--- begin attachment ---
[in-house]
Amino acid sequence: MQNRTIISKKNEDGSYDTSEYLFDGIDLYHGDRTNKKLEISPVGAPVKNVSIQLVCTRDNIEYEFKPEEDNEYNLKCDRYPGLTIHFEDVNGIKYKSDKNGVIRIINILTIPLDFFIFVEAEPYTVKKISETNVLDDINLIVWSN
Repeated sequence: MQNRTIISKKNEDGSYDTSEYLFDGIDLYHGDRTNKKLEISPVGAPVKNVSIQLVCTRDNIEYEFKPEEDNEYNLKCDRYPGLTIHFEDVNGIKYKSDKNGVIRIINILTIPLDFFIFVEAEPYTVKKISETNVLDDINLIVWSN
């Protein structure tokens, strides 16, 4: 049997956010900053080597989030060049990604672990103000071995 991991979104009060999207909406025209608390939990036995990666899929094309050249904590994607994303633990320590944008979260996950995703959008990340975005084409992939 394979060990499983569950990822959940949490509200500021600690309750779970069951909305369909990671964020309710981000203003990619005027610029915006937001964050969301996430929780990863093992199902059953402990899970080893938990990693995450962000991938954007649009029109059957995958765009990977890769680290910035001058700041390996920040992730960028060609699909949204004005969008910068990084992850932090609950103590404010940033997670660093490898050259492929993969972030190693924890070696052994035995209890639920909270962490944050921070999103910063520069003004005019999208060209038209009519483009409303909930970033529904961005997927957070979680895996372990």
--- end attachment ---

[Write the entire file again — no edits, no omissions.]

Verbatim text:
[in-house]
Amino acid sequence: MQNRTIISKKNEDGSYDTSEYLFDGIDLYHGDRTNKKLEISPVGAPVKNVSIQLVCTRDNIEYEFKPEEDNEYNLKCDRYPGLTIHFEDVNGIKYKSDKNGVIRIINILTIPLDFFIFVEAEPYTVKKISETNVLDDINLIVWSN
Repeated sequence: MQNRTIISKKNEDGSYDTSEYLFDGIDLYHGDRTNKKLEISPVGAPVKNVSIQLVCTRDNIEYEFKPEEDNEYNLKCDRYPGLTIHFEDVNGIKYKSDKNGVIRIINILTIPLDFFIFVEAEPYTVKKISETNVLDDINLIVWSN
């Protein structure tokens, strides 16, 4: 049997956010900053080597989030060049990604672990103000071995 991991979104009060999207909406025209608390939990036995990666899929094309050249904590994607994303633990320590944008979260996950995703959008990340975005084409992939 394979060990499983569950990822959940949490509200500021600690309750779970069951909305369909990671964020309710981000203003990619005027610029915006937001964050969301996430929780990863093992199902059953402990899970080893938990990693995450962000991938954007649009029109059957995958765009990977890769680290910035001058700041390996920040992730960028060609699909949204004005969008910068990084992850932090609950103590404010940033997670660093490898050259492929993969972030190693924890070696052994035995209890639920909270962490944050921070999103910063520069003004005019999208060209038209009519483009409303909930970033529904961005997927957070979680895996372990």